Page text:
Finland is the first country to implement universal basic income scheme at a national level to reduce unemployment and poverty.
Universal basic income (UBI)—an unconditional weekly or monthly cash payment provided to every human being, without the requirement to work—is an emerging concept thanks to countries trialling the concept, like Finland and India .
Finland Is the First Country to Start Paying Basic Income
On January 1, 2017, Finland became the first country in the world to pay a free basic income to randomly-picked citizens across the nation. The aim of the program is to improve citizens’ quality of life, motivate people, encourage entrepreneurship, reduce unemployment and poverty, and revive the economy as a whole.
Finland’s new universal basic income plan will be managed by the country’s social insurance institution, Kela.
Specifications of Finland’s Basic Income Scheme
The Finnish government will give away 560 euros—approximately $583—for free, every month to a group of citizens over the next two years.
As part of the experiment, about 2,000 unemployed Finns between the ages of 25 and 58 will receive this monthly, unconditional, and tax-free basic income. These individuals are not required to report how they spend this money and continue to receive the free income even if they find a job.
Kela claims the trial will help the Finnish government determine if the scheme can become “a blueprint for the Finnish social security system.” Currently, only people on unemployment benefits will be eligible to participate in the scheme, and they will keep receiving the UBI even if they secure a job.
Benefits of Finland’s UBI Scheme
Supporters believe that this income scheme will reduce poverty and crime, encourage innovation, allow citizens to pursue educational goals, and the freedom to raise children while contributing to society.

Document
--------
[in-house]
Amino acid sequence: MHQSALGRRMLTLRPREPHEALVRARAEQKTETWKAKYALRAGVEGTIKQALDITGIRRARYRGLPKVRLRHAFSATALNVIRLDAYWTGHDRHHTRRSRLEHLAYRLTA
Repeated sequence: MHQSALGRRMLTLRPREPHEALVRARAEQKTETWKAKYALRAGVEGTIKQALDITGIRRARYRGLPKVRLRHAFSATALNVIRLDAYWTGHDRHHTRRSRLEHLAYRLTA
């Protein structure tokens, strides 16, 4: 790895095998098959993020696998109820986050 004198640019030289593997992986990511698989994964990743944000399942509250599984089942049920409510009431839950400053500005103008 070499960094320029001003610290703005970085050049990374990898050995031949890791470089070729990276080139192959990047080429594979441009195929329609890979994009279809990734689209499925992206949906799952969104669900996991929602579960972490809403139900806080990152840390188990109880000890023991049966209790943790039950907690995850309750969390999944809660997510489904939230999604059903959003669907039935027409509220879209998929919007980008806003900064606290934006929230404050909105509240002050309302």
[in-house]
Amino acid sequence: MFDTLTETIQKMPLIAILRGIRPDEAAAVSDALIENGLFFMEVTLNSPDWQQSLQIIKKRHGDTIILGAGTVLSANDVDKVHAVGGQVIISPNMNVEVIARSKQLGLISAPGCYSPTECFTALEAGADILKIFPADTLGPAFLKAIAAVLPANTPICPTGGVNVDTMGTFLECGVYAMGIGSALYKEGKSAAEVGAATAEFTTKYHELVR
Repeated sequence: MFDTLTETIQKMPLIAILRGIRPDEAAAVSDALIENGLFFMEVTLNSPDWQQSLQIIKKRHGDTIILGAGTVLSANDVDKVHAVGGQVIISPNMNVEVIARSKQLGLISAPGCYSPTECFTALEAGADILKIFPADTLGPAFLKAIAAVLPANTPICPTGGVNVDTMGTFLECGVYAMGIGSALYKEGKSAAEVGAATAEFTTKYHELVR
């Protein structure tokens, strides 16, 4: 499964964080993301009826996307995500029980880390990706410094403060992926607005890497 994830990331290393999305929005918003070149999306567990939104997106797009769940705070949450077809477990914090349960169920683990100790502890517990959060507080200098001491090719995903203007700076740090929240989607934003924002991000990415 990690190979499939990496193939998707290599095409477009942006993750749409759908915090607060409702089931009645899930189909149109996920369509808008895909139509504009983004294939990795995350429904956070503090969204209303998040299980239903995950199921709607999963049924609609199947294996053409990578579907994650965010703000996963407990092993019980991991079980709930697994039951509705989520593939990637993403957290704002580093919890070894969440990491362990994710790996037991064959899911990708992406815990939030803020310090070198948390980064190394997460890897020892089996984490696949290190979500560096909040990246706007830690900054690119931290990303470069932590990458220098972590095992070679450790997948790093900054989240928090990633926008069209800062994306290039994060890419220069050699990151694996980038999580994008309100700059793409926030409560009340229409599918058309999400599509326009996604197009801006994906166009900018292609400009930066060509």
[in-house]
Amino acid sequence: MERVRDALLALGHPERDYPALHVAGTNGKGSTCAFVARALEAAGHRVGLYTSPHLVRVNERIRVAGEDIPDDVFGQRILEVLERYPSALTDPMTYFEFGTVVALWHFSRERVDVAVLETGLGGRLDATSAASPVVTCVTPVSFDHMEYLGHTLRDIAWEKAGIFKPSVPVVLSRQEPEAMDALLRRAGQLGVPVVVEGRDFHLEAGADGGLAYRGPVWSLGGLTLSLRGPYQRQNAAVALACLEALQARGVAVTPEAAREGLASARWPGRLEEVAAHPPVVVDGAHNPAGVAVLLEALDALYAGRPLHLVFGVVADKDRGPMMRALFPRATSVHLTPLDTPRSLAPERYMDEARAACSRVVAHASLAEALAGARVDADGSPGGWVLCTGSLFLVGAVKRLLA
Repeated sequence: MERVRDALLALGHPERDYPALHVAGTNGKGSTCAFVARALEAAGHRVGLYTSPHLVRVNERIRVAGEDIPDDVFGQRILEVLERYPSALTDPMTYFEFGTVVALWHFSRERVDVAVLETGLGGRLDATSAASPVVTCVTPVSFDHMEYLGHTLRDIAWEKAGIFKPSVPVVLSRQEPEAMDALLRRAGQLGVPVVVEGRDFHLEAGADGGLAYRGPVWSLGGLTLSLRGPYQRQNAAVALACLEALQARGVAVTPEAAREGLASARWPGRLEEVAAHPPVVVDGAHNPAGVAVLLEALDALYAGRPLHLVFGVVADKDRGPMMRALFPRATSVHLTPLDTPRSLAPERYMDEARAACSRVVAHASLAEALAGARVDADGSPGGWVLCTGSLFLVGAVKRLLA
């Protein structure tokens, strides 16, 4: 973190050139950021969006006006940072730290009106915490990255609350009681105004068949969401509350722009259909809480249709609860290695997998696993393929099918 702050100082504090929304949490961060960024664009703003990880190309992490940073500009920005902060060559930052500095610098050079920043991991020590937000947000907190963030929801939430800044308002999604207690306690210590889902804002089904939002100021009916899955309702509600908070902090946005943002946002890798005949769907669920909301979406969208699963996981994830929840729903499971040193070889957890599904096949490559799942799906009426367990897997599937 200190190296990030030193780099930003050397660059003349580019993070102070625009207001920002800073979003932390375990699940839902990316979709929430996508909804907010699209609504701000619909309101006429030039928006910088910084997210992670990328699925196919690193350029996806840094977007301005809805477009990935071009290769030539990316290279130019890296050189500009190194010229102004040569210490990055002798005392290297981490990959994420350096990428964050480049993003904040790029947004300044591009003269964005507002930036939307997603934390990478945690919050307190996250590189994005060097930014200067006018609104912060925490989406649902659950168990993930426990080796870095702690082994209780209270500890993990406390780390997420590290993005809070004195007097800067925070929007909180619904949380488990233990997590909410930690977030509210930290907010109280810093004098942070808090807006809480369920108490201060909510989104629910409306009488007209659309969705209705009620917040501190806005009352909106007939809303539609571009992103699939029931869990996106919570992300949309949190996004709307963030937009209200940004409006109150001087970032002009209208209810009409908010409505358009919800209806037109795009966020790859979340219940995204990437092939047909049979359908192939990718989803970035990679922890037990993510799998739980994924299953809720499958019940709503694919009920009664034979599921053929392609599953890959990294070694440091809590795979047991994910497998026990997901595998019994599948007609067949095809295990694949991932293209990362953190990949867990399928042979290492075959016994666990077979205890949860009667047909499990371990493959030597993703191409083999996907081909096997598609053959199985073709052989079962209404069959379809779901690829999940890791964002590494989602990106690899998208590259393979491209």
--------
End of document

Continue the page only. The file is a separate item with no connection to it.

Basic income also provides workers with greater security against automation and offshoring. The scheme will allow unemployed Finns to look for full-time or part-time work, become entrepreneurs, and take up casual jobs without losing unemployment benefits.
“Many workers in Finland who used to have good jobs with Nokia, for example, are now unemployed. Lots of these people have skills and could try to start businesses or maybe work for another small business at lower pay. But the traditional unemployment program doesn’t allow this. If they earn any money, they lose all their benefits,” Martin Ford, author of The New York Times-bestselling novel
Rise of the Robots: Technology and the Threat of a Jobless Future, told CNBC.
“So a basic income is a way to structure the safety net so that unemployed workers have an incentive to work to the extent they can, without the fear of losing their benefits.”
The government is also hoping that they can simplify the complex social security measures, which require the citizens to report the ‘in and out’ timings of work.
If it works, it is believed the program will help reduce Finland’s unemployment rate, which was at 8.8 percent in November, according to the EU’s statistics.
The Way Ahead for Finland
Finland will implement the scheme through 2017 and 2018 and examine the results after the two-year trial.